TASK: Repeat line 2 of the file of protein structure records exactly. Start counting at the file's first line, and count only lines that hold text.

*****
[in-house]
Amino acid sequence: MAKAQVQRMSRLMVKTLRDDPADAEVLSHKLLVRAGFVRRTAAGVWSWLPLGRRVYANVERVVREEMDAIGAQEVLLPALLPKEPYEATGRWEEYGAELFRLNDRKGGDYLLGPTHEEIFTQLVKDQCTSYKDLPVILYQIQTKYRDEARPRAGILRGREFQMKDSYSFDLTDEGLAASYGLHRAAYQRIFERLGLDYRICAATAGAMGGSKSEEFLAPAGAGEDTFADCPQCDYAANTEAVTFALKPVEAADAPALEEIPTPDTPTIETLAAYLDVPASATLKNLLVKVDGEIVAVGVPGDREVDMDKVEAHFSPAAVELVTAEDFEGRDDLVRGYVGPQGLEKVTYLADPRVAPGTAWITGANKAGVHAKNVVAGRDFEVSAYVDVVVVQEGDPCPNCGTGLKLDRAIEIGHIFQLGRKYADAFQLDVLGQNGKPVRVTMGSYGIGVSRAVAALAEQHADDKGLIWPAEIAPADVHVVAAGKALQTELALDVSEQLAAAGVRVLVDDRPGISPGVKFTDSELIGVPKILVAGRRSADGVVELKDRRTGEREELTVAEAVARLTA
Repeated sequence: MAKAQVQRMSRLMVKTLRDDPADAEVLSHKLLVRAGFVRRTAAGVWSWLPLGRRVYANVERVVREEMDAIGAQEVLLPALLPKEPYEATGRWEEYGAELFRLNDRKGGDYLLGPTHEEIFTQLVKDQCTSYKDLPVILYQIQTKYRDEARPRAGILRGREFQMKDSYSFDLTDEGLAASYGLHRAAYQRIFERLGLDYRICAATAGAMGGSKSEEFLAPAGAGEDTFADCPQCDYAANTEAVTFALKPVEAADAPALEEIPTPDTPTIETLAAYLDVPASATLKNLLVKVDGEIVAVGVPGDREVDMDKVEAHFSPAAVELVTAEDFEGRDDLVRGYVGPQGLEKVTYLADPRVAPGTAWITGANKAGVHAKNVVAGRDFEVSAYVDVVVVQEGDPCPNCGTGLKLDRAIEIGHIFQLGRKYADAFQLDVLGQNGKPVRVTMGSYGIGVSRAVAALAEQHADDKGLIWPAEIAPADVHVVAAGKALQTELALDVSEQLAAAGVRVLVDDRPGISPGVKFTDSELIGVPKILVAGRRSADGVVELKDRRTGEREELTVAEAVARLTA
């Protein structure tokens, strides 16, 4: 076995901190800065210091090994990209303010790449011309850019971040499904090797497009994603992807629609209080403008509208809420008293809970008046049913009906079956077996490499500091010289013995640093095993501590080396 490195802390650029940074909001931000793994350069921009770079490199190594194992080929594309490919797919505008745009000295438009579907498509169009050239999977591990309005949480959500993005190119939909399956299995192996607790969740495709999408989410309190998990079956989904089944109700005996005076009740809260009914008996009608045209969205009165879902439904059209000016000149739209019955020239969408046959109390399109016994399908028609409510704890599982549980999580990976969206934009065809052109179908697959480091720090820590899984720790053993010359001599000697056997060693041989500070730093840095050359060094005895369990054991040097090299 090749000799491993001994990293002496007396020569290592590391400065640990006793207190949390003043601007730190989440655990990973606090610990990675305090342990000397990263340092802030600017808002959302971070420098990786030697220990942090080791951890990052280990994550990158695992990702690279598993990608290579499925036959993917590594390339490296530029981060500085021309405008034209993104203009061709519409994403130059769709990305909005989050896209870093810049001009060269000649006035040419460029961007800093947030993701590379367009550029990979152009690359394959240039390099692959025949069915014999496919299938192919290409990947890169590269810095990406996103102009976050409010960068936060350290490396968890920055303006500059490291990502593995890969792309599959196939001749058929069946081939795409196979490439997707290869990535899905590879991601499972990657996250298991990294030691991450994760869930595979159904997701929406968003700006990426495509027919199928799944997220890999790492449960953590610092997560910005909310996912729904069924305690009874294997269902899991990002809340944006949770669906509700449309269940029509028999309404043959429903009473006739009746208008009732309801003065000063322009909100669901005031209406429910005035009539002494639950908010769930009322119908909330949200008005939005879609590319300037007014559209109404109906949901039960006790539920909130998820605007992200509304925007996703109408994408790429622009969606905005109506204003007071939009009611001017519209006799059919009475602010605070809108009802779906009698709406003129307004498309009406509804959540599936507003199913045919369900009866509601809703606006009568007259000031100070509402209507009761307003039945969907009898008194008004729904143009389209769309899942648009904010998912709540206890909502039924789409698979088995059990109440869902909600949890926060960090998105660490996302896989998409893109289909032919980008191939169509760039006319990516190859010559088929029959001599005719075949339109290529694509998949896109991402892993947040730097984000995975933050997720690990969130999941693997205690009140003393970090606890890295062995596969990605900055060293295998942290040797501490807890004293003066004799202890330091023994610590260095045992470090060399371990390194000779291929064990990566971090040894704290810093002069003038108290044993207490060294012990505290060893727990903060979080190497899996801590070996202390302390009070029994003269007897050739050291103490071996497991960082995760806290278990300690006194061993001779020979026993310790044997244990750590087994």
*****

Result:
Amino acid sequence: MAKAQVQRMSRLMVKTLRDDPADAEVLSHKLLVRAGFVRRTAAGVWSWLPLGRRVYANVERVVREEMDAIGAQEVLLPALLPKEPYEATGRWEEYGAELFRLNDRKGGDYLLGPTHEEIFTQLVKDQCTSYKDLPVILYQIQTKYRDEARPRAGILRGREFQMKDSYSFDLTDEGLAASYGLHRAAYQRIFERLGLDYRICAATAGAMGGSKSEEFLAPAGAGEDTFADCPQCDYAANTEAVTFALKPVEAADAPALEEIPTPDTPTIETLAAYLDVPASATLKNLLVKVDGEIVAVGVPGDREVDMDKVEAHFSPAAVELVTAEDFEGRDDLVRGYVGPQGLEKVTYLADPRVAPGTAWITGANKAGVHAKNVVAGRDFEVSAYVDVVVVQEGDPCPNCGTGLKLDRAIEIGHIFQLGRKYADAFQLDVLGQNGKPVRVTMGSYGIGVSRAVAALAEQHADDKGLIWPAEIAPADVHVVAAGKALQTELALDVSEQLAAAGVRVLVDDRPGISPGVKFTDSELIGVPKILVAGRRSADGVVELKDRRTGEREELTVAEAVARLTA